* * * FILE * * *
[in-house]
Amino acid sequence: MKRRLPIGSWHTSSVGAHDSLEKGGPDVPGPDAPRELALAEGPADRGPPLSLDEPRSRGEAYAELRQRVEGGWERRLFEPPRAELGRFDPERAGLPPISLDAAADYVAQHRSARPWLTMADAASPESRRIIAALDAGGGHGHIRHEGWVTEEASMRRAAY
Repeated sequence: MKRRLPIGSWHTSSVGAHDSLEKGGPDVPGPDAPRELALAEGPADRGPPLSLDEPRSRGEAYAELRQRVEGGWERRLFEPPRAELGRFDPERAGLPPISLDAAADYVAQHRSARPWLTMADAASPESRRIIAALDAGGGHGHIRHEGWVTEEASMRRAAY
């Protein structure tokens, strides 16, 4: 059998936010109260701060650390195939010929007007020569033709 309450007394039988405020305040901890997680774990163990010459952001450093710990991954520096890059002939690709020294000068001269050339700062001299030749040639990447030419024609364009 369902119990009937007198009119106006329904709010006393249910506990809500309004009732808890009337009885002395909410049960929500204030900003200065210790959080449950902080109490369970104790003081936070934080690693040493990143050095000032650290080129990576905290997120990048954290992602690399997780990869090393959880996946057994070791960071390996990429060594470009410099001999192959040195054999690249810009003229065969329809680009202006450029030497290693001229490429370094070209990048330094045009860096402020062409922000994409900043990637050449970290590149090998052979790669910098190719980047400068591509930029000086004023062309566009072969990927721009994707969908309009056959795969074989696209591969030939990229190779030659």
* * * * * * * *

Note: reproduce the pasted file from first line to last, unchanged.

[in-house]
Amino acid sequence: MKRRLPIGSWHTSSVGAHDSLEKGGPDVPGPDAPRELALAEGPADRGPPLSLDEPRSRGEAYAELRQRVEGGWERRLFEPPRAELGRFDPERAGLPPISLDAAADYVAQHRSARPWLTMADAASPESRRIIAALDAGGGHGHIRHEGWVTEEASMRRAAY
Repeated sequence: MKRRLPIGSWHTSSVGAHDSLEKGGPDVPGPDAPRELALAEGPADRGPPLSLDEPRSRGEAYAELRQRVEGGWERRLFEPPRAELGRFDPERAGLPPISLDAAADYVAQHRSARPWLTMADAASPESRRIIAALDAGGGHGHIRHEGWVTEEASMRRAAY
């Protein structure tokens, strides 16, 4: 059998936010109260701060650390195939010929007007020569033709 309450007394039988405020305040901890997680774990163990010459952001450093710990991954520096890059002939690709020294000068001269050339700062001299030749040639990447030419024609364009 369902119990009937007198009119106006329904709010006393249910506990809500309004009732808890009337009885002395909410049960929500204030900003200065210790959080449950902080109490369970104790003081936070934080690693040493990143050095000032650290080129990576905290997120990048954290992602690399997780990869090393959880996946057994070791960071390996990429060594470009410099001999192959040195054999690249810009003229065969329809680009202006450029030497290693001229490429370094070209990048330094045009860096402020062409922000994409900043990637050449970290590149090998052979790669910098190719980047400068591509930029000086004023062309566009072969990927721009994707969908309009056959795969074989696209591969030939990229190779030659």